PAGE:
It’s taken a while for the Swiss watch industry to realise that women like complications as much as men. Maybe they thought that we had enough to complicate our everyday life that we just didn’t need it in a watch; or maybe they thought that our brains just couldn’t cope with anything more challenging than hour and minute indications. Given the Swiss love of historically reducing a woman’s role to kinder, küche, kirche (children, kitchen, church), it’s probably the latter.
Nothing seems to speak more to women than a moon phase. The female and the lunar are inextricably linked. Our bodies wax and wane like its monthly cycle, Wiccans tie their spelling casting to particular phases, its energy is associated with the Divine Feminine.
That isn’t to say that a moon phase is all beauty and no brains. The skill here is mechanically matching the lunar cycle, which is actually 29.53 days long. Most moon phases use a 59-toothed wheel on which are two images of the moon. This disc passes through an aperture every 29.5 days, meaning you will lose accuracy after three years. Brands with more technical prowess opt for a 135-toothed wheel, meaning you only need to correct it every 122 years. The most accurate moon phase out there, though perhaps not the most beautiful to look at, is Andreas Strehler’s Sauterelle à Lune Perpétuelle. It will still be accurate in two million years, which certainly makes it something to leave your granddaughter 70,0000 times removed.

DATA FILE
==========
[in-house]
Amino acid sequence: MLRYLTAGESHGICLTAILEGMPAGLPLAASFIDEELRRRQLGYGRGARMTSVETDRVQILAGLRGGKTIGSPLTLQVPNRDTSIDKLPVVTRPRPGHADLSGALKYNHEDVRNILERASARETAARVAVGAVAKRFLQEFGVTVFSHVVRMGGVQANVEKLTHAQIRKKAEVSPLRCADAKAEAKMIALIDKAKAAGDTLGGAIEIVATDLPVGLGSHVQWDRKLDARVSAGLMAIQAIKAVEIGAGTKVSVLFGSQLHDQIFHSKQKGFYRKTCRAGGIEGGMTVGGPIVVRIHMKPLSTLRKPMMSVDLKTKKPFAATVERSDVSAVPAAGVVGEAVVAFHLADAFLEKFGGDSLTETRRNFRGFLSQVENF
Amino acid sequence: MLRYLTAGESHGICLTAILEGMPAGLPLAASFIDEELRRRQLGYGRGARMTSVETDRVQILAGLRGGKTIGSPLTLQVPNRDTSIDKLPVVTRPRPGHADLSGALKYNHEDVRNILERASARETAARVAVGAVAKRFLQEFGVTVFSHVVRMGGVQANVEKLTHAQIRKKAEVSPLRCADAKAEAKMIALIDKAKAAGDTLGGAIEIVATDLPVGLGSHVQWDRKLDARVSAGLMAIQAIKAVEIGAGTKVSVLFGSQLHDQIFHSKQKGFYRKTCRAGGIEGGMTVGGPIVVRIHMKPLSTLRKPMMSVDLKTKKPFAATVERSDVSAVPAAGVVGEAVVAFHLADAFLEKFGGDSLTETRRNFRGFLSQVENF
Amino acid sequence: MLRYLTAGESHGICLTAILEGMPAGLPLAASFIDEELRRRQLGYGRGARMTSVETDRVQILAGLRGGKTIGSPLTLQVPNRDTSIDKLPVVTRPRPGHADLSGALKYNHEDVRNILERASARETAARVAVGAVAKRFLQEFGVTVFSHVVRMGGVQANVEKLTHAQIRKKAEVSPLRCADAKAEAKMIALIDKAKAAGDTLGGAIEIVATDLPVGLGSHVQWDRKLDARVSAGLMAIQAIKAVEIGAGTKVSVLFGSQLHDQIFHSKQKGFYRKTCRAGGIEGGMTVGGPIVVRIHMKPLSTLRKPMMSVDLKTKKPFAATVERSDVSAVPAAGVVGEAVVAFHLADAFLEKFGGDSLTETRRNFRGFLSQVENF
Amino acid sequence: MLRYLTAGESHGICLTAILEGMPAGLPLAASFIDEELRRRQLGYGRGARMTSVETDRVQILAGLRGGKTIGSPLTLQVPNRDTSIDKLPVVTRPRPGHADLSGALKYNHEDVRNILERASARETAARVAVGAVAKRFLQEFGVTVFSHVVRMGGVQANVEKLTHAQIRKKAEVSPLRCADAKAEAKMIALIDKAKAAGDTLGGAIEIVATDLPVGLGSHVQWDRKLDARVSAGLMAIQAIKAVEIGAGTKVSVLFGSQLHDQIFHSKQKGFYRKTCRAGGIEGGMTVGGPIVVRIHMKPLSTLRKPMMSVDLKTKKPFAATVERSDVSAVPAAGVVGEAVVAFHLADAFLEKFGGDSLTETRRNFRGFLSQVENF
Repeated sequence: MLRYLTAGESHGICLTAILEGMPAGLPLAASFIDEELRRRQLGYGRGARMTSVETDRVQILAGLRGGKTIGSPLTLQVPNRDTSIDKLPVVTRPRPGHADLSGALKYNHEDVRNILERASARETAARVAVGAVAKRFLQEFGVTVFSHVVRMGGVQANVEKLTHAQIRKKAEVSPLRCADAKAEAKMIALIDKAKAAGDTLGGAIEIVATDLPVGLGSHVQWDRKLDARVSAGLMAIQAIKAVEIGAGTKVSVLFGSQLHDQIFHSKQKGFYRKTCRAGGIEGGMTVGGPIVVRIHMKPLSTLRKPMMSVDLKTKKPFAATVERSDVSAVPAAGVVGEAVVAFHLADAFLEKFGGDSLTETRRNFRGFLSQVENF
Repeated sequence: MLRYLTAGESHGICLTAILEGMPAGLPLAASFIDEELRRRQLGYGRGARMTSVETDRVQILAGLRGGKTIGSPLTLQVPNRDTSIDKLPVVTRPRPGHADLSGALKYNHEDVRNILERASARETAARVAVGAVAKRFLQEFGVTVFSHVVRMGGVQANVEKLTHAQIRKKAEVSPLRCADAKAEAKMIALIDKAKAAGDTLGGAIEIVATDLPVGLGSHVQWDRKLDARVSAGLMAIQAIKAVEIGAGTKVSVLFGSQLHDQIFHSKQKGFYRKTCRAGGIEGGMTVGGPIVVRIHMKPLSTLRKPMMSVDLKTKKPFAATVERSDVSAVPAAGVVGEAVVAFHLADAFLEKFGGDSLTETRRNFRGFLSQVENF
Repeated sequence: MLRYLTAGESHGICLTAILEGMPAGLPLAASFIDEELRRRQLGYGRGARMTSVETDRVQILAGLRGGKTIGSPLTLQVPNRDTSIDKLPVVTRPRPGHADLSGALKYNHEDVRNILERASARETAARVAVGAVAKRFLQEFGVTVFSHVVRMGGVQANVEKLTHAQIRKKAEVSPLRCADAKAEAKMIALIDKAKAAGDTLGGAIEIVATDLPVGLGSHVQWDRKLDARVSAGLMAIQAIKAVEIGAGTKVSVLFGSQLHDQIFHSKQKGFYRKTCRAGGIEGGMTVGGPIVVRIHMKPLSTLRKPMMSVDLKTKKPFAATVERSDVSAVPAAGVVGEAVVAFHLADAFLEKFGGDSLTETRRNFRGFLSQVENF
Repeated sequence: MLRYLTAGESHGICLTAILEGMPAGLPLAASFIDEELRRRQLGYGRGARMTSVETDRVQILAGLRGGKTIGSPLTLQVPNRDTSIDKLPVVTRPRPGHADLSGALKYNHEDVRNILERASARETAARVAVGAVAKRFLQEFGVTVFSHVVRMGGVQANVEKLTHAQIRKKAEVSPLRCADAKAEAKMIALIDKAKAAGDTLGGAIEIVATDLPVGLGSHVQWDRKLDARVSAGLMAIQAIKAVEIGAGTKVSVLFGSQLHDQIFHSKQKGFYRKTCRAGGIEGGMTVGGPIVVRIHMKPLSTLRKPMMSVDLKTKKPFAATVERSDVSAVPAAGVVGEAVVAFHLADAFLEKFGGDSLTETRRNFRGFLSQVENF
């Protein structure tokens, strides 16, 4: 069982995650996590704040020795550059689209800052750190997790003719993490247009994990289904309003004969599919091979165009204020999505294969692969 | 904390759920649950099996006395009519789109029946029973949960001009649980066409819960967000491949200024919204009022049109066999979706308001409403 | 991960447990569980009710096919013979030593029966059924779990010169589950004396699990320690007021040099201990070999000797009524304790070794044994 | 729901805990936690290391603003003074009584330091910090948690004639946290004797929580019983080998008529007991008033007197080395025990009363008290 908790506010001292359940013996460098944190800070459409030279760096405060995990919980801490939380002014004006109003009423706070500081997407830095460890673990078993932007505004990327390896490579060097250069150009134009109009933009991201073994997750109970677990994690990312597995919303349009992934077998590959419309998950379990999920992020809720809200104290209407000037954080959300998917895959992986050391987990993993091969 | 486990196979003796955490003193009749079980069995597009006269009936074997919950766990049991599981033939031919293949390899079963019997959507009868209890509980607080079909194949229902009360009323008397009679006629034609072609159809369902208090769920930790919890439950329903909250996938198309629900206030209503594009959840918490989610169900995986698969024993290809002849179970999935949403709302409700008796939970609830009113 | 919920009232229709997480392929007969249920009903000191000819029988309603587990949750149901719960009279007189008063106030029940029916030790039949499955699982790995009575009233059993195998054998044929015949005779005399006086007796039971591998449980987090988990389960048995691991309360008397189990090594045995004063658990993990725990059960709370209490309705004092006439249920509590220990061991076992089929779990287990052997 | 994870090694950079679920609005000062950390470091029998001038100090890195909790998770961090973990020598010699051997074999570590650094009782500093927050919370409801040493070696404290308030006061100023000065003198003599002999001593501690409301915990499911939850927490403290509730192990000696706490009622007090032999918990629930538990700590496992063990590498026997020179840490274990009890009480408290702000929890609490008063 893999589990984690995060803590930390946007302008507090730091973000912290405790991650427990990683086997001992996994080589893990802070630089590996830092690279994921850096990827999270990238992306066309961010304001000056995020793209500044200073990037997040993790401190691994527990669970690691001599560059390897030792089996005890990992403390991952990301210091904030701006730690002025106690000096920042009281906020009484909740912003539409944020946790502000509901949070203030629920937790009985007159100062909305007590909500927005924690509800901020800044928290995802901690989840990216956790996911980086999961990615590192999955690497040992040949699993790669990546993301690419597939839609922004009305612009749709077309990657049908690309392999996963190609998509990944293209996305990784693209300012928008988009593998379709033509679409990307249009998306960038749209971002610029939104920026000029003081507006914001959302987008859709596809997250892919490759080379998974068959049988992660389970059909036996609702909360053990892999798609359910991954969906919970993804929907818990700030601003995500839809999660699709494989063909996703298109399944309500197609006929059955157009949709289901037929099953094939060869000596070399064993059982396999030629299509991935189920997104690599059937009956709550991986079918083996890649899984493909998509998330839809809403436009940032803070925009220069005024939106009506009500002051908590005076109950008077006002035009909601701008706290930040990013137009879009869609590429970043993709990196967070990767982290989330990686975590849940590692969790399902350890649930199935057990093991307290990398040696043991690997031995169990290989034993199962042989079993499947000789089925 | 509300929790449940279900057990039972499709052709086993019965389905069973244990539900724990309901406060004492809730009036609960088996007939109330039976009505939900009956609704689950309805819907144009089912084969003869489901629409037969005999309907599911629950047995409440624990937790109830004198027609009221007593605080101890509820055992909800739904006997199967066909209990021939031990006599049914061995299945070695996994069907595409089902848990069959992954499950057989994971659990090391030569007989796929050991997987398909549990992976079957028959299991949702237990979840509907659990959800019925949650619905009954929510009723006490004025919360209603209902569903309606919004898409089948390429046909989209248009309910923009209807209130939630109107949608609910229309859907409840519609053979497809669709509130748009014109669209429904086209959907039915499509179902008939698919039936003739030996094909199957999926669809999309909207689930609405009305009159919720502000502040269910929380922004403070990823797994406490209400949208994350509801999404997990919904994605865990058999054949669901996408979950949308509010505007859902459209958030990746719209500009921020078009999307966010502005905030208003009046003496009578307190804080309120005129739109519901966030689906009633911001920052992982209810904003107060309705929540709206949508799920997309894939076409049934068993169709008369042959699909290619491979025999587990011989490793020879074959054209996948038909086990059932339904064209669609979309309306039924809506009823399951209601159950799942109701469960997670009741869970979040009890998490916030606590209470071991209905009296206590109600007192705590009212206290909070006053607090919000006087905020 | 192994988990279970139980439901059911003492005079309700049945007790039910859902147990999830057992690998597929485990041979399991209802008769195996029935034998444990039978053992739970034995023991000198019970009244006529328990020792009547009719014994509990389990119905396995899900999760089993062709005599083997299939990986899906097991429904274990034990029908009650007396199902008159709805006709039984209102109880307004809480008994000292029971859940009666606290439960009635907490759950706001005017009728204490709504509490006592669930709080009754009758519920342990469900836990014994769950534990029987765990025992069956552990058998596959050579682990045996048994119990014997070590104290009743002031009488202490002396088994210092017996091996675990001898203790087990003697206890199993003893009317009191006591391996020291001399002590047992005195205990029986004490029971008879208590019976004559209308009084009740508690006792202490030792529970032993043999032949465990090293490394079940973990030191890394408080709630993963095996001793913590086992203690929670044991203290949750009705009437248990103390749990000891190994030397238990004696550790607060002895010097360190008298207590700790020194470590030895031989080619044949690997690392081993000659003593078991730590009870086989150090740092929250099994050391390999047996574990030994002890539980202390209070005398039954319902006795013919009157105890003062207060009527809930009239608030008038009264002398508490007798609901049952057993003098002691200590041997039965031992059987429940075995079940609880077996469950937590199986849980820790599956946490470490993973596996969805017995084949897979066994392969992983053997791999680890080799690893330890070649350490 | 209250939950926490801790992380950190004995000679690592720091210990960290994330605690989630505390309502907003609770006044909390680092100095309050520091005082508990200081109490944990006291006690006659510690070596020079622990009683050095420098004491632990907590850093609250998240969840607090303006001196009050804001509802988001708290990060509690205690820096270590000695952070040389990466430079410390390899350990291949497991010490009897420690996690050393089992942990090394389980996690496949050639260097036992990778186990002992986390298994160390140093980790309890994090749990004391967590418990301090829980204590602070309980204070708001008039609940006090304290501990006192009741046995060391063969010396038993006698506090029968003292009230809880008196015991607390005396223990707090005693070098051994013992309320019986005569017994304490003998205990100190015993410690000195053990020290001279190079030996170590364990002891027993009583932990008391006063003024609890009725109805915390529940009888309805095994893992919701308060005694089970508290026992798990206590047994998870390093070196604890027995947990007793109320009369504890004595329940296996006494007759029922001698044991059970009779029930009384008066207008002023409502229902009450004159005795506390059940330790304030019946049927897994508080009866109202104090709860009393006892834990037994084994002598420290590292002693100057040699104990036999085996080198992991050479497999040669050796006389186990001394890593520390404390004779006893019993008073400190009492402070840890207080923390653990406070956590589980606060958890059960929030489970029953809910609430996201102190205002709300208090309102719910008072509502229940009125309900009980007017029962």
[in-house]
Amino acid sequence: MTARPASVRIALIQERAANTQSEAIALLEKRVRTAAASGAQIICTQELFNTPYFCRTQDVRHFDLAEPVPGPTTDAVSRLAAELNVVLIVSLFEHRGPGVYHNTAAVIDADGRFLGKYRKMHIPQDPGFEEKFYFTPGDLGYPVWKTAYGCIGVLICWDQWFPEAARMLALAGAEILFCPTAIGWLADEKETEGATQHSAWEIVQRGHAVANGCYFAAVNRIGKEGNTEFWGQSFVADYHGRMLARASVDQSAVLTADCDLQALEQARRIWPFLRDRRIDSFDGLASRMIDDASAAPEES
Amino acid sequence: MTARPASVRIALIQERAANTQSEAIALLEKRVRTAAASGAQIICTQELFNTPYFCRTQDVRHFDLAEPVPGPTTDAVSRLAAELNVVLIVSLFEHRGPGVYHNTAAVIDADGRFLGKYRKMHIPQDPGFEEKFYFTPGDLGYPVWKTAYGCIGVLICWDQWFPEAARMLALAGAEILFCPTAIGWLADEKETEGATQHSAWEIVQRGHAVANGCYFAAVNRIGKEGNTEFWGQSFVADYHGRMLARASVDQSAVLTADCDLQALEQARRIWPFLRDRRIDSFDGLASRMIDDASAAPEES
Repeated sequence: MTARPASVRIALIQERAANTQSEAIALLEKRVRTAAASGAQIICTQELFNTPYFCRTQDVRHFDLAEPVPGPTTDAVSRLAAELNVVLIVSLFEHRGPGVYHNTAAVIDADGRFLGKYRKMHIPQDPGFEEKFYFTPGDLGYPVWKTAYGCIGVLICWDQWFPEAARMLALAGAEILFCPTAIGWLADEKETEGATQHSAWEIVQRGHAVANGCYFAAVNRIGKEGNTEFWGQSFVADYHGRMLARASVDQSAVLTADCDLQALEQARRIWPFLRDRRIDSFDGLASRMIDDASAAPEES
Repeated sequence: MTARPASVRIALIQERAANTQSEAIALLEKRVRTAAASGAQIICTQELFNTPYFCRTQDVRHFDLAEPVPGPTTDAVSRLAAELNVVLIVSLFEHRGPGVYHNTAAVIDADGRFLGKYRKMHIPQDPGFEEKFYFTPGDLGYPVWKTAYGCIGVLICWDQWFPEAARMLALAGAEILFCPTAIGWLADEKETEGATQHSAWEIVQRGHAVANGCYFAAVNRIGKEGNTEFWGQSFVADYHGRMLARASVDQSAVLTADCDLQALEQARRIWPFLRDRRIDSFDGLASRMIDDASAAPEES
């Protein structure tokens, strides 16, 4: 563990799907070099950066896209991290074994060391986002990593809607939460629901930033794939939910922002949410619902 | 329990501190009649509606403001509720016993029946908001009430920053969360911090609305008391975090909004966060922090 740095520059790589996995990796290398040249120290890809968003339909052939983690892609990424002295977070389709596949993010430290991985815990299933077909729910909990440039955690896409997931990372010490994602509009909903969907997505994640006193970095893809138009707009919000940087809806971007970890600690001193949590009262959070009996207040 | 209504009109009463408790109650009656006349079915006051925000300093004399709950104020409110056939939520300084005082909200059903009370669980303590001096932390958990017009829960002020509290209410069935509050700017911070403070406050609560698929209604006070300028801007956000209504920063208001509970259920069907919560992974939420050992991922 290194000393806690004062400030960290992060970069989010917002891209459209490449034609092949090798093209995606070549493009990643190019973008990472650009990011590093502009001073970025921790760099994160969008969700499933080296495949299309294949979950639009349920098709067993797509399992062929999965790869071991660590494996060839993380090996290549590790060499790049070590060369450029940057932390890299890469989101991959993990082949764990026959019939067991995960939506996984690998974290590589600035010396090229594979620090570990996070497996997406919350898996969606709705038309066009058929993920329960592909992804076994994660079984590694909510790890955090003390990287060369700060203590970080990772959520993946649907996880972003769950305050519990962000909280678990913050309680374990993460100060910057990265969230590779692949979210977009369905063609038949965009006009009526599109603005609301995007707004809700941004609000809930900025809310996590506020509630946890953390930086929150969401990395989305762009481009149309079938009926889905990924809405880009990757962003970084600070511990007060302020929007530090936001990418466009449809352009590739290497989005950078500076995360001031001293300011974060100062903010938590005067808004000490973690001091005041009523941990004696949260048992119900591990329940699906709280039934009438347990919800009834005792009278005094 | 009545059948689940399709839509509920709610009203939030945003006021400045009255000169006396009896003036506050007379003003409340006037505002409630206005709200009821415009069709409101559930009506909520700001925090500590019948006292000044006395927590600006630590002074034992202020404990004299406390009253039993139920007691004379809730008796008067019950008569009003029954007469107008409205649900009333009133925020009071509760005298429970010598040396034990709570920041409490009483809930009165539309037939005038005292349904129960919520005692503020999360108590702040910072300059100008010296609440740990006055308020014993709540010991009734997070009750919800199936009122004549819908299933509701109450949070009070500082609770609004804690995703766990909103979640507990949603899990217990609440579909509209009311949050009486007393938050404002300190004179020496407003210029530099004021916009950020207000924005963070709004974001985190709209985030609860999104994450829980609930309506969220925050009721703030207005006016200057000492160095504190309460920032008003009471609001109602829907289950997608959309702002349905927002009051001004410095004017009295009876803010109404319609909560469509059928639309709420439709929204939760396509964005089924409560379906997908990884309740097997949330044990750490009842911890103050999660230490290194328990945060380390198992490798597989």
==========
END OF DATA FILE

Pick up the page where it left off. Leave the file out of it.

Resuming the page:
Hermès L’Arceau de La Lune
Launched this year, this is one of the most technically breath-taking and visually stunning moon phases around. The dial has two stationary moons over which float two small lacquer ones – one for the time, the other for the date. These rotate around the dial every 59 days, covering and revealing the moons – top representing the southern hemisphere, the lower the northern – in accordance with the lunar phases. Set against a backdrop of glittering aventurine, it looks as though you literally have the moon on your wrist.
Rotonde de Cartier Day Night
You really do get the complete lunar experience with this amazing display from Cartier. The lower half of the dial is a retrograde moon phase, while the beautiful display dominating the upper half is a day night indication rendered like something out of a medieval astrolabe. Unusual and mesmeric, it’s ideal if you like your complications scientific rather than sweet.
Bvlgari Lvcea Moon phase
If you like your moon phases apertures oversized, then prepare to be seduced by this from Bvlgari. The brand’s director of watch design Fabrizio Buonamassa said that he wanted to emphasise the romantic rather than the mechanic aspect of this complication; something that is enhanced by the celestial juxtaposition between the sundial inspired case, large gold moon and the addition of sparkling star-like diamond indices. A heavenly combination.
Patek Philippe Ref. 7121J
Sometimes the best things are the simplest, as this Patek Philippe expertly illustrates. It’s the details that really make this timepiece. There’s the classic small moon at six o’clock with its coterie of gold stars; the silver grained dial shimmers as if caught in moon light; the applied gold Breguet numerals glow, while the diamonds glitter like starlight. It’s pared-back perfection.